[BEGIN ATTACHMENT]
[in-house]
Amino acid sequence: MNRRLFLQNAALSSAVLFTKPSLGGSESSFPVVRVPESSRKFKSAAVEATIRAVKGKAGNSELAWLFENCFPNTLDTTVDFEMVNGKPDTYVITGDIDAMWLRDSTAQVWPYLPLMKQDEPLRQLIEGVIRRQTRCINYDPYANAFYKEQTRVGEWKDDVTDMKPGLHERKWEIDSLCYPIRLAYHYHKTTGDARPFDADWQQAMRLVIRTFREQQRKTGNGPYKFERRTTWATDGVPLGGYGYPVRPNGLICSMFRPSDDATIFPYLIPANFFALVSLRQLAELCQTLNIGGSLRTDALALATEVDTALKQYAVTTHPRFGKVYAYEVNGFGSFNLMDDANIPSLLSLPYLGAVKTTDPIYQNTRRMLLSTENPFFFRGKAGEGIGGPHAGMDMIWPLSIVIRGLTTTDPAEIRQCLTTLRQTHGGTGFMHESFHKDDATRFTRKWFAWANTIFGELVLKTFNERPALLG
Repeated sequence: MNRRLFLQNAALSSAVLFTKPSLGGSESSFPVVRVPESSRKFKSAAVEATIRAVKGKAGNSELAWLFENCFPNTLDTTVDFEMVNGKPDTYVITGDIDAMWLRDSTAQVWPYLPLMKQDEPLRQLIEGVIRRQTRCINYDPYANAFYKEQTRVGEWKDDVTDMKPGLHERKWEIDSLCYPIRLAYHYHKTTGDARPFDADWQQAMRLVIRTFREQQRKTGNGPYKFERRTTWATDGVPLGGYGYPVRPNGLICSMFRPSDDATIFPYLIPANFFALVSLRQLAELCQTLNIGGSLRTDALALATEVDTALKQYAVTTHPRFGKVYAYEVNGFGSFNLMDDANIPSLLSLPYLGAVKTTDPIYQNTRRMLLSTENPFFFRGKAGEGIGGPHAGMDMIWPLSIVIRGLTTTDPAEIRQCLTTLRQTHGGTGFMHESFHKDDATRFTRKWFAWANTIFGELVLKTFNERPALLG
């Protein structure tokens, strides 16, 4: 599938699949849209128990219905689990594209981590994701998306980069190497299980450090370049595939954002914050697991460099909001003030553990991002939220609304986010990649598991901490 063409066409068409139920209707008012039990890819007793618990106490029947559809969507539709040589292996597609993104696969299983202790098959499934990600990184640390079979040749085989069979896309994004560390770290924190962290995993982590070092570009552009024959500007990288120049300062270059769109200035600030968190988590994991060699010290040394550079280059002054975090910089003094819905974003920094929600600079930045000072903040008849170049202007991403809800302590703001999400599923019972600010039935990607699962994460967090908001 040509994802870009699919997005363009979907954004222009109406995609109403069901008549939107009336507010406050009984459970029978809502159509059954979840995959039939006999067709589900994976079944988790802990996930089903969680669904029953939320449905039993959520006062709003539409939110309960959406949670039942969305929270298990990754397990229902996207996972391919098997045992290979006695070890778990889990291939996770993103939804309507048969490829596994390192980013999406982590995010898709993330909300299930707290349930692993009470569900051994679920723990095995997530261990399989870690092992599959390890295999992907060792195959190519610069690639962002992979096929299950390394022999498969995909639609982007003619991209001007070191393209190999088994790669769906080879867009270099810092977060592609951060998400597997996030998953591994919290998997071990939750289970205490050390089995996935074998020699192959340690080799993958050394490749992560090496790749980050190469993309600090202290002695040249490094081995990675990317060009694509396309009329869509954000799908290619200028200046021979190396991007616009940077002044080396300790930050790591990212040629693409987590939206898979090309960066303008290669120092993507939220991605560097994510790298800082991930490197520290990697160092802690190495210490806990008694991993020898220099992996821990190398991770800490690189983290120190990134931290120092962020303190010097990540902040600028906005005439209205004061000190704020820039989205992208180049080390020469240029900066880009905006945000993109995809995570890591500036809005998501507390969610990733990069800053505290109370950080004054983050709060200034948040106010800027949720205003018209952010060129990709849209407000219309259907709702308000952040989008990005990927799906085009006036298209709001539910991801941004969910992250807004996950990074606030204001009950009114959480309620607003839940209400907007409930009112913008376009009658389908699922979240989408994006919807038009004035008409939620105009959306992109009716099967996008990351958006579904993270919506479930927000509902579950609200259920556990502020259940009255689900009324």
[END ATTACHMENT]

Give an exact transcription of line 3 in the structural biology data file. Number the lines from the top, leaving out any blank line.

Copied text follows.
Repeated sequence: MNRRLFLQNAALSSAVLFTKPSLGGSESSFPVVRVPESSRKFKSAAVEATIRAVKGKAGNSELAWLFENCFPNTLDTTVDFEMVNGKPDTYVITGDIDAMWLRDSTAQVWPYLPLMKQDEPLRQLIEGVIRRQTRCINYDPYANAFYKEQTRVGEWKDDVTDMKPGLHERKWEIDSLCYPIRLAYHYHKTTGDARPFDADWQQAMRLVIRTFREQQRKTGNGPYKFERRTTWATDGVPLGGYGYPVRPNGLICSMFRPSDDATIFPYLIPANFFALVSLRQLAELCQTLNIGGSLRTDALALATEVDTALKQYAVTTHPRFGKVYAYEVNGFGSFNLMDDANIPSLLSLPYLGAVKTTDPIYQNTRRMLLSTENPFFFRGKAGEGIGGPHAGMDMIWPLSIVIRGLTTTDPAEIRQCLTTLRQTHGGTGFMHESFHKDDATRFTRKWFAWANTIFGELVLKTFNERPALLG